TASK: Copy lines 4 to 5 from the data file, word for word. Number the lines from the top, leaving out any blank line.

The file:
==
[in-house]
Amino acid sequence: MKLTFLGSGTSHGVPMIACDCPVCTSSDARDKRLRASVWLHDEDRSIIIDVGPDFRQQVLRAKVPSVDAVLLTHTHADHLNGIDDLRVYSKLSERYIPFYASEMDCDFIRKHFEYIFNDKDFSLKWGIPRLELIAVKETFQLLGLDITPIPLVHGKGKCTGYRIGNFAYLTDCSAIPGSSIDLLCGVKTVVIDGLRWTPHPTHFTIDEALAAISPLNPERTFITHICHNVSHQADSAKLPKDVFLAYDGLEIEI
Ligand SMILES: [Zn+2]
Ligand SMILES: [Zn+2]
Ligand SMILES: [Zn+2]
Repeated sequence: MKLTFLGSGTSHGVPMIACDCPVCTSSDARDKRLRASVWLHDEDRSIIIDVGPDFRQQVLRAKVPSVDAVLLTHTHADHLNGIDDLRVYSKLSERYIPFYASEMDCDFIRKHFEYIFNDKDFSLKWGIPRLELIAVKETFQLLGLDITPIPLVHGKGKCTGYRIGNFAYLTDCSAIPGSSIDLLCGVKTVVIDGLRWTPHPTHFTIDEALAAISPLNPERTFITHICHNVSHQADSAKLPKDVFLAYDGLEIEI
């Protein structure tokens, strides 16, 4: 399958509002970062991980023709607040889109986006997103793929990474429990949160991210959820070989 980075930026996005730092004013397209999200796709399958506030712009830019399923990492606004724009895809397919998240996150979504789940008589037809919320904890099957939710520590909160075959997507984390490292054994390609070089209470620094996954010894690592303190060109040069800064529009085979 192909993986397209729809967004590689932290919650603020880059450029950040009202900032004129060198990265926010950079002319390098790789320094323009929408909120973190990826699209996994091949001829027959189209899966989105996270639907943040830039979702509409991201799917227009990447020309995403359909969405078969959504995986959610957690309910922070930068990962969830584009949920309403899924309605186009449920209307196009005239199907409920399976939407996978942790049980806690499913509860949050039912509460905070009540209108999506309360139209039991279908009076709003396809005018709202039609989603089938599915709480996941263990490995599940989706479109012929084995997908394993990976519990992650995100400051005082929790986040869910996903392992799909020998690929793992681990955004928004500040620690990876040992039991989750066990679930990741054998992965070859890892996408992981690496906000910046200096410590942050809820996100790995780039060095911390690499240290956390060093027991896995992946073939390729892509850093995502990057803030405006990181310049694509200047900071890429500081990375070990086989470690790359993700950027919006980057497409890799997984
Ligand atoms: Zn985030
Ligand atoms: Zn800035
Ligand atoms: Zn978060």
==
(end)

Ligand SMILES: [Zn+2]
Ligand SMILES: [Zn+2]